The most important topic at the Parish Council meeting Monday was the resurfacing of Fish Hatchery Road. The project will be paid for by the Cane River Waterway Commission. Patrick Johnson spoke for Regional Construction that won the bid for the resurfacing. Drainage survey work is complete with drainage mitigation and remediation started April 14 and expected to continue for one month. The notice to proceed, which is the first day that roadwork will begin, will be issued April 26. Contract time is five months.
But that won’t be soon enough for Fish Hatchery Road residents. Randy Chambers said he and other residents want “tire-busting holes” patched now. They have made numerous calls to the highway department only to be told “you’re getting a new road.” The residents have gone so far as to paint circles around the worst holes but the paint washes away and is hard to see at night. Chambers said he was not asking for a smooth road but only that the holes be filled. There is a Good Samaritan policy in which the highway department delivers materials to residents who spread it on the roads, mostly on which they live. The council must approve them on a monthly basis.
Highway Director Johnny Salard told Chambers he could be put on that Good Samaritan list.
Visitors Joe Givens and Joe Osborne said they got tired of hearing “no money” to repair roads and decided to find another solution besides road materials that wash away. They have contacted the company that manufactures Perma-Zyme, a product they say is 13 times stronger than mud and has no negative environmental impact. It can be applied only on dirt roads that are 13 percent clay.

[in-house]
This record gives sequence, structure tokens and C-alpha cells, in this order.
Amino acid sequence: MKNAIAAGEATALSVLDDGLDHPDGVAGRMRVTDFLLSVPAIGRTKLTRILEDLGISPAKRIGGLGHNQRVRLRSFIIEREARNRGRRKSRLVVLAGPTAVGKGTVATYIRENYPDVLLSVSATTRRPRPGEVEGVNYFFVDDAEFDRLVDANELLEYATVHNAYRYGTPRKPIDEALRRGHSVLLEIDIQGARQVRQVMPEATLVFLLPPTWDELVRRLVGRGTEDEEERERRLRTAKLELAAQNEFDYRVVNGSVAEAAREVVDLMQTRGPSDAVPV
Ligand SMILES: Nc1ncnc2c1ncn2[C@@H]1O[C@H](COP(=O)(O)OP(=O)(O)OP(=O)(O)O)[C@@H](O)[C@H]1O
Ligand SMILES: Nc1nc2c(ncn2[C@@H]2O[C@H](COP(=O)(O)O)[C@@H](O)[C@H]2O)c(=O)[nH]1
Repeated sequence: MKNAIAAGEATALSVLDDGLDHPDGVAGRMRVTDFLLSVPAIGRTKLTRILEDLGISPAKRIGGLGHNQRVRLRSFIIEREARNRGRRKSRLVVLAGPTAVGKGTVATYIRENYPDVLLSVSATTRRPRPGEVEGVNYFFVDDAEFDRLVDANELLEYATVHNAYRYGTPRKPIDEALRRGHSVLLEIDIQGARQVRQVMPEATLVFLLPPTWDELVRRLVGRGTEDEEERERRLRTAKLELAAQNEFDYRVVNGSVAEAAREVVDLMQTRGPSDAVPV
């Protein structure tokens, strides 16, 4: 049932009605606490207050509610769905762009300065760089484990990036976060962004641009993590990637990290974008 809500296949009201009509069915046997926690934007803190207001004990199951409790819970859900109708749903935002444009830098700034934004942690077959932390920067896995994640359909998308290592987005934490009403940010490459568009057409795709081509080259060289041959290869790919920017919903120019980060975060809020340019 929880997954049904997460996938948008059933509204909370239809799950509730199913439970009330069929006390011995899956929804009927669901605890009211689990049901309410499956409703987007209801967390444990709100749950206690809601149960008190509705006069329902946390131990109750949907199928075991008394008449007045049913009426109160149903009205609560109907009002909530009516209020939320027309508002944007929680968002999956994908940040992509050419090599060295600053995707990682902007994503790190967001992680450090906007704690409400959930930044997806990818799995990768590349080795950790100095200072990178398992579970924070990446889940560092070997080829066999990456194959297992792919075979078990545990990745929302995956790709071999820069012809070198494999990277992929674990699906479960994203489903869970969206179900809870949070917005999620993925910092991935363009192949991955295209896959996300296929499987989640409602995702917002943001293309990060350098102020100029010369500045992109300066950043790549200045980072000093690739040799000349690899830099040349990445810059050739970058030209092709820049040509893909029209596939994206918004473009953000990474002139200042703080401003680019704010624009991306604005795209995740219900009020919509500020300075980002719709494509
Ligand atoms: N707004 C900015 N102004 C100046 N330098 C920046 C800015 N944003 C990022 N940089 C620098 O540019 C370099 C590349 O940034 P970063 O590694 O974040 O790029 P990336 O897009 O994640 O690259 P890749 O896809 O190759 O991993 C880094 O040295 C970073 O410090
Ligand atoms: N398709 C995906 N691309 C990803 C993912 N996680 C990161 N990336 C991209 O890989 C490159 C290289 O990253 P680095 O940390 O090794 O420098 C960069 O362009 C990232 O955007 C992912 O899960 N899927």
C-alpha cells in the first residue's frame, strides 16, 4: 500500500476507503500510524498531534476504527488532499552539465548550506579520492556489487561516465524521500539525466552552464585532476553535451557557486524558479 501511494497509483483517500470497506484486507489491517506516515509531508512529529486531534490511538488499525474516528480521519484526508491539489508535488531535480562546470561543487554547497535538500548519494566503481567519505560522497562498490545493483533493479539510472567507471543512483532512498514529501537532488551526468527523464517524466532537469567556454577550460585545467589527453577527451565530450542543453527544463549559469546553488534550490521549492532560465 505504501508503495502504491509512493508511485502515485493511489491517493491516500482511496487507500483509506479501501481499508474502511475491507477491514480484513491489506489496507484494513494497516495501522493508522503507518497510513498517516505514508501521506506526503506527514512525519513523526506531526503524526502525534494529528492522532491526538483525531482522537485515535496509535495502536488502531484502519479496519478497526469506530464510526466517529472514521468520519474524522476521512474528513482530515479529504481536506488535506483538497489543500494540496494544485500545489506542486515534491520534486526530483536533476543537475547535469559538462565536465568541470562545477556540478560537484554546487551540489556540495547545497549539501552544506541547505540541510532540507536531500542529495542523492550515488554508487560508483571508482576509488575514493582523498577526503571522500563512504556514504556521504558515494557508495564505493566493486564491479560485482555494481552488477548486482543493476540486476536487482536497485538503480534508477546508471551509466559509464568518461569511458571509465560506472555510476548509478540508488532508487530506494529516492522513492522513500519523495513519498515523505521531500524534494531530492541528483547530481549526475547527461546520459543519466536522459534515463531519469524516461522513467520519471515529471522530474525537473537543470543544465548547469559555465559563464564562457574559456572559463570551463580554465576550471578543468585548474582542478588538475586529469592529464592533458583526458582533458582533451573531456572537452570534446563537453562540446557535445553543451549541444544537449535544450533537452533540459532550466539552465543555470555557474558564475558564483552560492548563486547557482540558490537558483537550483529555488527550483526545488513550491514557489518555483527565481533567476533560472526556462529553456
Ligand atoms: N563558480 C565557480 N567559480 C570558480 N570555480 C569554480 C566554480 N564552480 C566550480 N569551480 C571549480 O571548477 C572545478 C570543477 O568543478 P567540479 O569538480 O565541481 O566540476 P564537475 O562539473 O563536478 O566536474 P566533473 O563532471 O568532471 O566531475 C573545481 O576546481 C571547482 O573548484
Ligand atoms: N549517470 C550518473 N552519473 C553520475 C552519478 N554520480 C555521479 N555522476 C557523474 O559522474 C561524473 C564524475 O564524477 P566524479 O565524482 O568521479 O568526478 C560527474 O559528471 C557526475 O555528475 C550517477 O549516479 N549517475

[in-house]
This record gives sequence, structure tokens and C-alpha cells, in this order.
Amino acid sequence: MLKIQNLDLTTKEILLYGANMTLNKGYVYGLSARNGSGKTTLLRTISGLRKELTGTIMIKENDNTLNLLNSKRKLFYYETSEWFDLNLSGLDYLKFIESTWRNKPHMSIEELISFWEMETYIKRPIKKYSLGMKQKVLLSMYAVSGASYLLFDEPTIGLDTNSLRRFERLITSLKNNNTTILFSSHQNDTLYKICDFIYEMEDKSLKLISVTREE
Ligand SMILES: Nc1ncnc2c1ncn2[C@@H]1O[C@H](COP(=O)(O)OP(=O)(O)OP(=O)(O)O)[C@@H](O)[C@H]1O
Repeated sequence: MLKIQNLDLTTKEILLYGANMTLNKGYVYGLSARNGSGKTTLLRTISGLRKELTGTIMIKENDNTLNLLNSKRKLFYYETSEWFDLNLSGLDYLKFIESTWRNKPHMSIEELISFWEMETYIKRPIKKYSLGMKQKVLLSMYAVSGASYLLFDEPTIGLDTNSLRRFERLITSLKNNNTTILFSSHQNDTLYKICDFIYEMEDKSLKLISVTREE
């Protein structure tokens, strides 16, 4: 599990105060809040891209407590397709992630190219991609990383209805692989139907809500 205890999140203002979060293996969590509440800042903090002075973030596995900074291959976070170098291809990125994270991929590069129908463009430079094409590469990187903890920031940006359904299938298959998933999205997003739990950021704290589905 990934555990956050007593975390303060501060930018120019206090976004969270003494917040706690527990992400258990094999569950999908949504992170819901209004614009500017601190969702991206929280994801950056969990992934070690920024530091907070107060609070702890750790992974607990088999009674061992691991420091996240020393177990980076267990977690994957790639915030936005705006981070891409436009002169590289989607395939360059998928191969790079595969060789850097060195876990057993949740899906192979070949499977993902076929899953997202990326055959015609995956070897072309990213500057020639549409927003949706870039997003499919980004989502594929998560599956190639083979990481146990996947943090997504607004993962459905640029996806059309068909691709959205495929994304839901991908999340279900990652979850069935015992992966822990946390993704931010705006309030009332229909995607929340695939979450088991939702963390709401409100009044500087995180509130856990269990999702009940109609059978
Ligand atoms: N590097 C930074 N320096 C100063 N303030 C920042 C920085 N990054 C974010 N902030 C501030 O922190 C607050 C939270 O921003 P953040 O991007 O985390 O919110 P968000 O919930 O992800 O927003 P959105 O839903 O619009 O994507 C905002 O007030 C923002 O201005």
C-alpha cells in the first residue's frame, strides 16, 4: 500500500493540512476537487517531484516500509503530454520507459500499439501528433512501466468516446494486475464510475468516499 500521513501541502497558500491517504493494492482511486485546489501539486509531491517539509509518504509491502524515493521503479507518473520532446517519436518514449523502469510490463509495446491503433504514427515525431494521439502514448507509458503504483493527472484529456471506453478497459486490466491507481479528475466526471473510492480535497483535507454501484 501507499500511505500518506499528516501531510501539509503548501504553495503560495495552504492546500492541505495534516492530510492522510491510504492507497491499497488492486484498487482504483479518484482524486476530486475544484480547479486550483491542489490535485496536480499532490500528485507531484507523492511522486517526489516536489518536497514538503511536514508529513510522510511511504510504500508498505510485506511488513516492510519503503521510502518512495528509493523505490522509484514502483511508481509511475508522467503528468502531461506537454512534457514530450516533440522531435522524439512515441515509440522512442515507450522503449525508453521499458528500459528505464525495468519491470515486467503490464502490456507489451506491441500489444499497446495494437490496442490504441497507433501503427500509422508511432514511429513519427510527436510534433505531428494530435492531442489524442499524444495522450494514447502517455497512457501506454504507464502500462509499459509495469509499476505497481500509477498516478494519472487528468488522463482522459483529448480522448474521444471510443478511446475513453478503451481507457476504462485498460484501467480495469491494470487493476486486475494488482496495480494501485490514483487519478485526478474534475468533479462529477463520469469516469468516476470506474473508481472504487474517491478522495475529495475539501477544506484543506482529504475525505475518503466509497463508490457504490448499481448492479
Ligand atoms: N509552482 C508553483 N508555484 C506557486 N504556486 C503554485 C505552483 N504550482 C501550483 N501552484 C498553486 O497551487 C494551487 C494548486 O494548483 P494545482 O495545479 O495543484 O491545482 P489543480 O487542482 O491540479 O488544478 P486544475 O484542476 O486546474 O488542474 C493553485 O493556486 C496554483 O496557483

It costs $6,000 per mile as opposed to estimates of other materials at $539,000 per mile. It will support a 90,000-pound log truck after a three-day cure and has no dust. Perm-Zyme offered to set up a demonstration and resurface one-third of a mile, costing Parish Government only the use of rollers and a water truck. They will do a soil analysis and provide supervisors. Should the parish decide to use the product, the company will provide the materials with no cost increase for five years.
The council will move forward with getting the demonstration.
A recurring item on the agenda is introduction of an ordinance allowing parish residents to vote on whether to return to the police jury form of government or stay with the Home Rule Charter. Voting to introduce the ordinance were John Salter, Patsy Ward Hoover, Jim Kilcoyne and Chris Paige. Marty Cheatwood voted no. The ordinance will stay introduced for 30 days with the next vote coming at the May meeting. It will take four votes to put the item on a ballot for an election that would probably be in November. Tax Assessor Tim Page reviewed the options of rolling forward property taxes.
The council has until 2023 to roll forward taxes on the health unit, library, public buildings, exempted municipalities and general alimony. If the council rolls forward those taxes, it will mean an additional $123,131. The total is broken down the following way: health unit $23,043; library, $57,609; public buildings $23,043; exempted municipalities $3,608; and general alimony $$15,827.